Camcorders have been designed to get the best from audio recording. They have rather large and specialized microphones that are built into the camera as well as microphone jacks for plugging an external microphone in. DSLRs have not done as well with audio. Some cameras do not even have a plug for an external mic. That's a big disadvantage for audio recording. In addition, no DSLR has what could be called a quality microphone for recording audio.

The little dots that are right here and there are just 4 little dots, that's it for getting any sound into that microphone and it's a little tiny microphone anyway. So if you're looking to purchase a DSLR for video, makes sure that it has a microphone jack. That will do as much as anything to allow you to get better audio. Better audio starts by having an external microphone. Most camcorders give you a range of possibilities for how to change your exposure and focus controls. While you always have a lot of control over exposure and focus when shooting still photos, many DSLRs do not have the same capability when you're shooting video.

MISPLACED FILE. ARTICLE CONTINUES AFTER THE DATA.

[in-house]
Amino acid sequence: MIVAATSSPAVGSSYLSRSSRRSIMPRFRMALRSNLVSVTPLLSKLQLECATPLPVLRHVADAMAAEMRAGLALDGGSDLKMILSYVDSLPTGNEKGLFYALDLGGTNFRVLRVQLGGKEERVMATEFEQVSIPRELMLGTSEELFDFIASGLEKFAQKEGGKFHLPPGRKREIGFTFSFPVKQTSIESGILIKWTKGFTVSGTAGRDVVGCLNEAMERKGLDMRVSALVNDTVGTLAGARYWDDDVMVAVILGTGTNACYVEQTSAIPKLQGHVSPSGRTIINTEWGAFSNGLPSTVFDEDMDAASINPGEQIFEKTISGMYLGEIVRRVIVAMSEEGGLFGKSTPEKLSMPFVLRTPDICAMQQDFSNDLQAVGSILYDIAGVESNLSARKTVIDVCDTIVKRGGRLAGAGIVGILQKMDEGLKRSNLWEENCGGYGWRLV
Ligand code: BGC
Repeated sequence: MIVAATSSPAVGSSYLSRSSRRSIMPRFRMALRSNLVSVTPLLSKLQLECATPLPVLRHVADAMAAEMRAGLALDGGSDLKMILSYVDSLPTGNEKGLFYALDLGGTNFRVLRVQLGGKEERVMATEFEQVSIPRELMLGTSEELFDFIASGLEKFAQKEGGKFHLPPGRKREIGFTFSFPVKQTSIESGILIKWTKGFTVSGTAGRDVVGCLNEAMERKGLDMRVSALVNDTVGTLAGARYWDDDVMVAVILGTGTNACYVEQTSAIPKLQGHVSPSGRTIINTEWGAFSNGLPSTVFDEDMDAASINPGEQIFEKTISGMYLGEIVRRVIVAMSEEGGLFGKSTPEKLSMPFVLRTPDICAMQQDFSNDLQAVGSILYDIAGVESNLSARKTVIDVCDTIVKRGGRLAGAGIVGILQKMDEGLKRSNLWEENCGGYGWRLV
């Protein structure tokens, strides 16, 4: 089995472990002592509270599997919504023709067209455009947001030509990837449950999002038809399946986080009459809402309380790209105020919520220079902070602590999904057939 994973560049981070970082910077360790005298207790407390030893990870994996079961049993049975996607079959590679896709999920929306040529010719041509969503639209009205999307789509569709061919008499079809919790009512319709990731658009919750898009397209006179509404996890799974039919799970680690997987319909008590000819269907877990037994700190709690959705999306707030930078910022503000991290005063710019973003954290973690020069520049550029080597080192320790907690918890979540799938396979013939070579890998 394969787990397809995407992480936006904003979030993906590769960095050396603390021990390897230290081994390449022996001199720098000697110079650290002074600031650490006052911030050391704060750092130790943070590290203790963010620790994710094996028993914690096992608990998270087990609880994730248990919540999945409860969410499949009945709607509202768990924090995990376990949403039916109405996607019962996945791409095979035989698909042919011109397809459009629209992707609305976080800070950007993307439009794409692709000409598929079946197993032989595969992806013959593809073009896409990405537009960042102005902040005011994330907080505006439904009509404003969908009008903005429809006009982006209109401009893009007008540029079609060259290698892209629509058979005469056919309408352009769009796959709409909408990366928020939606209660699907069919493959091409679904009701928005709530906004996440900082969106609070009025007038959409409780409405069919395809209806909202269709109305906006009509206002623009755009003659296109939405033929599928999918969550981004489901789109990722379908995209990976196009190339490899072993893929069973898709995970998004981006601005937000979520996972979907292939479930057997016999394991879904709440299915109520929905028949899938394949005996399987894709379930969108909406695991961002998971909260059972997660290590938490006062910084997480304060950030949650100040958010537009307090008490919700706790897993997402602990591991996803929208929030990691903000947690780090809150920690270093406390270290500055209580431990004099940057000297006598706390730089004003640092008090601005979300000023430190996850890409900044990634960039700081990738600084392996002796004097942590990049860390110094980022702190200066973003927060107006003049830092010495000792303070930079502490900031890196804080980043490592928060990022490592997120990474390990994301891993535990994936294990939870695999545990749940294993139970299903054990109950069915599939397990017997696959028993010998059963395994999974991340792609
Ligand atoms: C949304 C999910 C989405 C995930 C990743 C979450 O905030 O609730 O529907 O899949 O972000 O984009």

It is helpful to at least have manual exposure possibilities with a DSLR and video because that allows you to control important aspects of shooting, such as changing your depth of field. All in all, a camcorder was designed from scratch to do the job of shooting video. A DSLR never was. Yet we are all going over to shooting with DSLRs. I love shooting video with a DSLR. Why? Back to interchangeable lenses. Camcorders have traditionally not allowed you to change lenses.

For example, macro shooting is really important to me. It was not easy to do that with a camcorder. But now I can get some amazing shots of little critters that truly come to life by using my DSLR and a macro lens. In addition, you gain flexibility in shooting very high-quality video with a DSLR and at a very reasonable price. You cannot match the look that you get with a DSLR shooting video without spending a lot more money for a camcorder.

Shooting video that has a very distinctive look at a very reasonable cost, these are the big reasons why so many photographers and videographers are using DSLRs for shooting video today.